Large-Scale Tree Plantations

Industrial tree plantations are large-scale, intensively managed, even-aged monocultures, involving vast areas of fertile land under the control of plantation companies. Management of plantations involves the use of huge amounts of water as well as agrochemicals—which harm humans, and plants and animals in the plantations and surrounding areas.

This publication exposes the most common misleading statements currently used by plantation companies. It’s is based on the briefing "Ten Replies to Ten Lies" written by Ricardo Carrere in 1999.
What governments agree (or don't agree) on during the UN climate summits is not that relevant in the real world of carbon market expansion. Companies, governments, conservation NGOs, consultancies, brokers, banks and many other interested players are working hard to establish carbon market schemes as ‘the only way forward’.
Oil palm plantations are a central cause of deforestation in southeast Mexico. A network of women in Chiapas have organized to denounce the tactics of coercion and deception employed by the State and companies to get peasants to accept this monoculture on their lands. Their struggle is for the land, for their knowledge, and for their voices to be heard.
In 2022, WRM, along with other allies, spoke with several authors from the publication, “15 Years of REDD: A Mechanism Rotten at the Core”. The aim was to reflect on the different layers of harmful impacts that REDD has caused over the last 15 years. Here is a summary of each contribution.
Oil palm plantation company Socfin has meant violence and oppression for affected communities in several African countries. Sierra Leone is no exception. In collaboration with Aminata Finda Massaquoi, a journalist and the national coordinator of the women’s advocacy network WORNAPI, WRM is releasing a podcast to highlight the voices of women living with the impacts of industrial plantations.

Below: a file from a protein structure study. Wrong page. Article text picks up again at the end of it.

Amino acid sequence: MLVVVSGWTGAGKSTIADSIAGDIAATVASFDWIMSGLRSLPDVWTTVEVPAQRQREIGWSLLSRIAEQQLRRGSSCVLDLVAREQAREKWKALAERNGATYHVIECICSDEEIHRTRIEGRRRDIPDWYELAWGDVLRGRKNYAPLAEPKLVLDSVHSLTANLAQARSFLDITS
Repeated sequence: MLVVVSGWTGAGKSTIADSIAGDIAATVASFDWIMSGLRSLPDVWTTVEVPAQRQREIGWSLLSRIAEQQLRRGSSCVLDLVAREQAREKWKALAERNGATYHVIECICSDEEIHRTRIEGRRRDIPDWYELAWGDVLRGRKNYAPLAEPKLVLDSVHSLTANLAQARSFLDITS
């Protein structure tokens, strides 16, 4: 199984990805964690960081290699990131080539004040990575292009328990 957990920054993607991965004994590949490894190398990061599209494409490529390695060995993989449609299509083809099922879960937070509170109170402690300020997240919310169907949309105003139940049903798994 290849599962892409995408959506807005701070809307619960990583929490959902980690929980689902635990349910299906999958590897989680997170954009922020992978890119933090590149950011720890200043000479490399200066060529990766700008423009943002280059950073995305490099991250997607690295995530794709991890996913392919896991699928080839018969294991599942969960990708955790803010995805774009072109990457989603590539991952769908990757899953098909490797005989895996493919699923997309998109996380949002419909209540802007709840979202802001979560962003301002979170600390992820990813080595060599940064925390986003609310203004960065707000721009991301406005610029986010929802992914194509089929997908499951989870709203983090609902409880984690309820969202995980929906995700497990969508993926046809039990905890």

Most of the causes of deforestation that were identified in a UN-led global analysis from 1999 continue to exist. Yet, the “solutions” proposed since then have become new underlying causes of deforestation. In this scenario, projects that destroy the forest and “green” projects depend on each other in order to be viable.
The news portal Metrópoles travelled 5,700 km to denounce how the palm oil production chain affects quilombola communities and Indigenous Peoples in the state of Pará, Brazil—namely through expropriation of traditional communities, environmental impacts, and a labor history analogous to slavery.
An investigation by SourceMaterial and Unearthed exposed some of the impacts of a major tree-planting carbon offsetting project in the Republic of Congo from oil giant TotalEnergies, which was announced at the end of 2021.
In September 2022, two large contingents of national police and military were dispatched to oil palm plantation concession areas of the Plantations et Huileries du Congo (PHC) in Lokutu and Boteka.
Support and sign the request made by quilombola communities in the Far South of Bahia, Brazil, for the immediate halt to destructive and illegal road works by Suzano Papel e Celulose in their territories. Suzano, Brazil’s largest eucalyptus plantation owner and one of the world’s largest paper and pulp corporations, continues with its violent and destructive actions in the territories of quilombola, peasant and indigenous communities.
This bulletin highlights materials and analysis related to communities’ struggles against industrial tree plantations. It also pays homage to communities in DRC struggling to get their lands back from an oil palm company since colonial times. Their courageous struggle showcases the multiple layers of oppression and violations that result from the plantation model.
Industrial tree plantations have always been about corporate control over community fertile lands. The monoculture model inherently endangers communities’ survival, food sovereignty and autonomy, deepens the violence of patriarchy and racism while enforcing the same destructive and oppressive way of organizing land (and thus, people) as the one enforced during the colonial era.